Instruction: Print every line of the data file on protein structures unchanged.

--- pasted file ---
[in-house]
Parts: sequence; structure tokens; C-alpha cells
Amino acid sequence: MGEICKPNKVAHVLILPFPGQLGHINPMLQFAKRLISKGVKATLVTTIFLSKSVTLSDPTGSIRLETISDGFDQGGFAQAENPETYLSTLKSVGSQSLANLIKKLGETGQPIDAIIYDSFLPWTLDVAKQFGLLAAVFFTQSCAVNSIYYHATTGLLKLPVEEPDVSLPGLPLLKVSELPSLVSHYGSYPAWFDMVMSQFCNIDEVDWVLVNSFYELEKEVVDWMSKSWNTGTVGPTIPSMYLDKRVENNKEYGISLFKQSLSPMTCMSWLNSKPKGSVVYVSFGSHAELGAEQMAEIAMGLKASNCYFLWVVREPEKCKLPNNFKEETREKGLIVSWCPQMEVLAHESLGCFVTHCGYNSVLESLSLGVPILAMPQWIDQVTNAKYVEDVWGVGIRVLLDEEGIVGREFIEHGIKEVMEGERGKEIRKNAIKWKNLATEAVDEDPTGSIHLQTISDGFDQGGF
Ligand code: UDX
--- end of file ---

[in-house]
Parts: sequence; structure tokens; C-alpha cells
Amino acid sequence: MGEICKPNKVAHVLILPFPGQLGHINPMLQFAKRLISKGVKATLVTTIFLSKSVTLSDPTGSIRLETISDGFDQGGFAQAENPETYLSTLKSVGSQSLANLIKKLGETGQPIDAIIYDSFLPWTLDVAKQFGLLAAVFFTQSCAVNSIYYHATTGLLKLPVEEPDVSLPGLPLLKVSELPSLVSHYGSYPAWFDMVMSQFCNIDEVDWVLVNSFYELEKEVVDWMSKSWNTGTVGPTIPSMYLDKRVENNKEYGISLFKQSLSPMTCMSWLNSKPKGSVVYVSFGSHAELGAEQMAEIAMGLKASNCYFLWVVREPEKCKLPNNFKEETREKGLIVSWCPQMEVLAHESLGCFVTHCGYNSVLESLSLGVPILAMPQWIDQVTNAKYVEDVWGVGIRVLLDEEGIVGREFIEHGIKEVMEGERGKEIRKNAIKWKNLATEAVDEDPTGSIHLQTISDGFDQGGF
Ligand code: UDX